What happens when strange quarks are inserted into atomic nuclei? Which "habitable" universes are theoretically possible? These are just some of the questions Prof. Dr. Ulf-G. Meißner from the Helmholtz Institute for Radiation and Nuclear Physics at the University of Bonn wants to investigate. For this project, the researcher receives an Advanced Grant from the European Research Council (ERC). Funding for the project, in which the Forschungszentrum Jülich is also involved, amounts to about 2.3 million euros.
More than 99.9 percent of the mass of matter in the universe consists of atomic nuclei. The chemical elements differ in the number of protons and neutrons in their nuclei. How many protons and neutrons can be added to an atomic nucleus before it becomes unstable? What happens when strange quarks are inserted into a nucleus? How much can we change the fundamental parameters of the strong interaction to still produce enough elements that are relevant for life and a "habitable" universe?
Major implications for the stability of the universe
These kinds of theoretical questions with major implications for understanding the stability of our universe are what Prof. Dr. Ulf-G. Meißner from the Helmholtz Institute for Radiation and Nuclear Physics at the University of Bonn is working on in the EXOTIC project (Emergent Complexity from Strong Interactions). The European Research Council ERC is funding the project with an Advanced Grant. Over the next five years, around 2.3 million euros will be invested in the project, in which Forschungszentrum Jülich is also involved.
"The Jülich Supercomputing Centre will provide essential computing time on the JURECA-DC supercomputer, which should make it possible to perform calculations with an accuracy that previously seemed unattainable," says Meißner. The researcher is also a member of the Transdisciplinary Research Areas "Mathematics, Modeling and Simulation of Complex Systems" and "Building Blocks of Matter and Fundamental Interactions" at the University of Bonn.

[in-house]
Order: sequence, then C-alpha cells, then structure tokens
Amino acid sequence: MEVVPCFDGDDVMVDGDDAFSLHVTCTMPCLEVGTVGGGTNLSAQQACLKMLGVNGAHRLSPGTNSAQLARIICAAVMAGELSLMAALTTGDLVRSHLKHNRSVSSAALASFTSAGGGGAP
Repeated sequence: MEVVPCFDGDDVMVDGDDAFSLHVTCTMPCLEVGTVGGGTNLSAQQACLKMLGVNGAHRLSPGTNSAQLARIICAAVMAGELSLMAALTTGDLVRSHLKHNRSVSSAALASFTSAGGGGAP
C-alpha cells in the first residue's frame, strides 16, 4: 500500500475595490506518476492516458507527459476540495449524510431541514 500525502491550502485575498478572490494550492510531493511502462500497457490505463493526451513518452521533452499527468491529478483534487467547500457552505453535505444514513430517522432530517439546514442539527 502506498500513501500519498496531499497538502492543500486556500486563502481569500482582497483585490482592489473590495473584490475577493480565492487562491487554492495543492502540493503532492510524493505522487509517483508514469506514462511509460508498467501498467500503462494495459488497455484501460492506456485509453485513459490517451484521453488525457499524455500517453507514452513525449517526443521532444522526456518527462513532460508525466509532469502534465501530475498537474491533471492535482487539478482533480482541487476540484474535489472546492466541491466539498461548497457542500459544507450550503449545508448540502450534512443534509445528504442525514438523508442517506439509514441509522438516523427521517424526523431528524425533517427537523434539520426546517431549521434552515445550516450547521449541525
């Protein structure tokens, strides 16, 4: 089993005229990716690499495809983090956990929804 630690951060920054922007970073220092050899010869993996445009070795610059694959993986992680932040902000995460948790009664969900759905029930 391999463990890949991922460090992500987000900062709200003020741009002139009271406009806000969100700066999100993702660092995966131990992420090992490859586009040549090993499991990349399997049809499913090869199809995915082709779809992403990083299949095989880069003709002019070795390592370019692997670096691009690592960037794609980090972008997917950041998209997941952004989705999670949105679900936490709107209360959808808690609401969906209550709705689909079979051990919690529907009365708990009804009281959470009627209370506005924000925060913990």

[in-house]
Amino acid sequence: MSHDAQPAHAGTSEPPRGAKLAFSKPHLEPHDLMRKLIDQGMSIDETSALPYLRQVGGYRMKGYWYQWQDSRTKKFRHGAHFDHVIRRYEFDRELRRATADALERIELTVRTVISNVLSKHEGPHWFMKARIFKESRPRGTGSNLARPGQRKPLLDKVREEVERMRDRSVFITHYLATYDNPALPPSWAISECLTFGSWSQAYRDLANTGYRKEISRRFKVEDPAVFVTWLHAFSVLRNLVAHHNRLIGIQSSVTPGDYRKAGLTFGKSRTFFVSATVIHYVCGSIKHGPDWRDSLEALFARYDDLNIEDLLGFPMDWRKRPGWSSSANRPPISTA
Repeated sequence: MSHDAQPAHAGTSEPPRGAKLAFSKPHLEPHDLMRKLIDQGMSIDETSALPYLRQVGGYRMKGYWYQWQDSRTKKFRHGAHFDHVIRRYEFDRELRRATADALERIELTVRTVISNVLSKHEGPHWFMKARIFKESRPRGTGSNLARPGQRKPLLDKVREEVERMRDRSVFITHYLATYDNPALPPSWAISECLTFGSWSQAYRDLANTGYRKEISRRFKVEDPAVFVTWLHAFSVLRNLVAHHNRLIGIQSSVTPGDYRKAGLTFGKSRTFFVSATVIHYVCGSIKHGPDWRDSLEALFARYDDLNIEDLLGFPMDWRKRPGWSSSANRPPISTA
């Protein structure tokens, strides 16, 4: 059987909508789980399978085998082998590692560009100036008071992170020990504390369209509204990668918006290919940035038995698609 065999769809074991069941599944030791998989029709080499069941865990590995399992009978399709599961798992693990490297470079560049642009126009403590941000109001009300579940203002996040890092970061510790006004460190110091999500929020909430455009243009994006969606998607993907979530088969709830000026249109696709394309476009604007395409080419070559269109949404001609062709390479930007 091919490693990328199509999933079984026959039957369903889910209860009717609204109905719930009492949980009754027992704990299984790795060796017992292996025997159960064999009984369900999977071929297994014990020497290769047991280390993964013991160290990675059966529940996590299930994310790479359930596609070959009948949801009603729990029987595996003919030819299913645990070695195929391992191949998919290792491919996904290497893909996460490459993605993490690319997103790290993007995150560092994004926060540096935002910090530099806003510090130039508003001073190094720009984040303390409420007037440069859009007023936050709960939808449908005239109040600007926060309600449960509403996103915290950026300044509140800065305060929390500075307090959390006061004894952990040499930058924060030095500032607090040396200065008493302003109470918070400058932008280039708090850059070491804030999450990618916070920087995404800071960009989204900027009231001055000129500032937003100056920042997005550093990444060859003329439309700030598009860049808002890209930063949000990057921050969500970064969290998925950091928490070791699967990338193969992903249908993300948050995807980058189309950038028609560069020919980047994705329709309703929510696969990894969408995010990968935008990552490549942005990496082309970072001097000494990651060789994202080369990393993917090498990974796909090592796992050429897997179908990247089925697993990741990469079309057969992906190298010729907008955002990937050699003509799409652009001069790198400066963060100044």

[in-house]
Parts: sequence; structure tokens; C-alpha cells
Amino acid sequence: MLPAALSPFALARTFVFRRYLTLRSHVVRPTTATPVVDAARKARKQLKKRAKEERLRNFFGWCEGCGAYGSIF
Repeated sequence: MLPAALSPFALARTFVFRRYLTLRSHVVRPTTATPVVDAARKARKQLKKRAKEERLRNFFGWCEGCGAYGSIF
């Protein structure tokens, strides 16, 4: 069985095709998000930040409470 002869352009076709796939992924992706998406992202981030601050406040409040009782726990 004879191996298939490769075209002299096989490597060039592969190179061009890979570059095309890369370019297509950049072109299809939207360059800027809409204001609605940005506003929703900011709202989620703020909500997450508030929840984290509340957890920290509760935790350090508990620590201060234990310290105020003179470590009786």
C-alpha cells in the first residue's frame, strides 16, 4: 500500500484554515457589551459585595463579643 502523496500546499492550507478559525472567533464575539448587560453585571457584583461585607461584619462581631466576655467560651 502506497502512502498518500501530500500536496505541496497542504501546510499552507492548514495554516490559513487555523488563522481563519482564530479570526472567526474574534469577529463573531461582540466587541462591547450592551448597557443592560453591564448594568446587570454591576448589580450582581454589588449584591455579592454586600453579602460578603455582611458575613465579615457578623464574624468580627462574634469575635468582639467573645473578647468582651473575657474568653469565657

Meißner is a professor of theoretical physics at the University of Bonn and is also director of the IKP-3 and IAS-4 institutes at Forschungszentrum Jülich. The researcher has received numerous awards, including the 2016 Lise Meitner Prize of the European Physical Society, the Distinguished Scientist Award of the Chinese Academy of Sciences, and an honorary doctorate from Ivane Javakhishvili Tbilisi State University in Georgia.
The Rector of the University of Bonn, Prof. Dr. Dr. h.c.. Michael Hoch, congratulated the award-winning physicist on his funding: "The ERC grants are among the most important prizes for researchers of all. The fact that Ulf-G. Meißner, one of the world's most distinguished minds in his field, receives this award is an outstanding confirmation of his work, on which I warmly congratulate him on behalf of the University of Excellence Bonn."
Yet another funding commitment for Bonn was announced today in Brussels: Prof. Dr. J. Anton Zensus, Director at the Max Planck Institute for Radio Astronomy in Bonn, also received a funding commitment from the ERC. Prof. Hoch says: "We congratulate very warmly on this award! Both ERC grants are also a joint success of our institutions, which are closely linked in the Bonn Research Alliance BORA, and of Bonn as a science location."
Prof. Dr. Dr. h.c. Ulf-G. Meißner
Helmholtz-Institut für Strahlen- und Kernphysik
Tel. 0228/7323-65 oder -66
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